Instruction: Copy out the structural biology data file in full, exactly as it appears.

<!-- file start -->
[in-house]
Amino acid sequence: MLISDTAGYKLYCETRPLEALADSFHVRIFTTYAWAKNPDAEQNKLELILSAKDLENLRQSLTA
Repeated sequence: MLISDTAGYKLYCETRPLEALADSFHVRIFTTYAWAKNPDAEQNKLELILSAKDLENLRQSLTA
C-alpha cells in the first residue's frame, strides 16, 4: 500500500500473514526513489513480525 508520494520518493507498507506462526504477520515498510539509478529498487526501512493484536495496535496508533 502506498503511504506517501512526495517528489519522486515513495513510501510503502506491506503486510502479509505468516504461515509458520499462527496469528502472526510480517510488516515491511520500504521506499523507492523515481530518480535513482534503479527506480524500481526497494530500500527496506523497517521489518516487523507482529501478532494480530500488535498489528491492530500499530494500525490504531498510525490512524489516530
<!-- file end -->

[in-house]
Amino acid sequence: MLISDTAGYKLYCETRPLEALADSFHVRIFTTYAWAKNPDAEQNKLELILSAKDLENLRQSLTA
Repeated sequence: MLISDTAGYKLYCETRPLEALADSFHVRIFTTYAWAKNPDAEQNKLELILSAKDLENLRQSLTA
C-alpha cells in the first residue's frame, strides 16, 4: 500500500500473514526513489513480525 508520494520518493507498507506462526504477520515498510539509478529498487526501512493484536495496535496508533 502506498503511504506517501512526495517528489519522486515513495513510501510503502506491506503486510502479509505468516504461515509458520499462527496469528502472526510480517510488516515491511520500504521506499523507492523515481530518480535513482534503479527506480524500481526497494530500500527496506523497517521489518516487523507482529501478532494480530500488535498489528491492530500499530494500525490504531498510525490512524489516530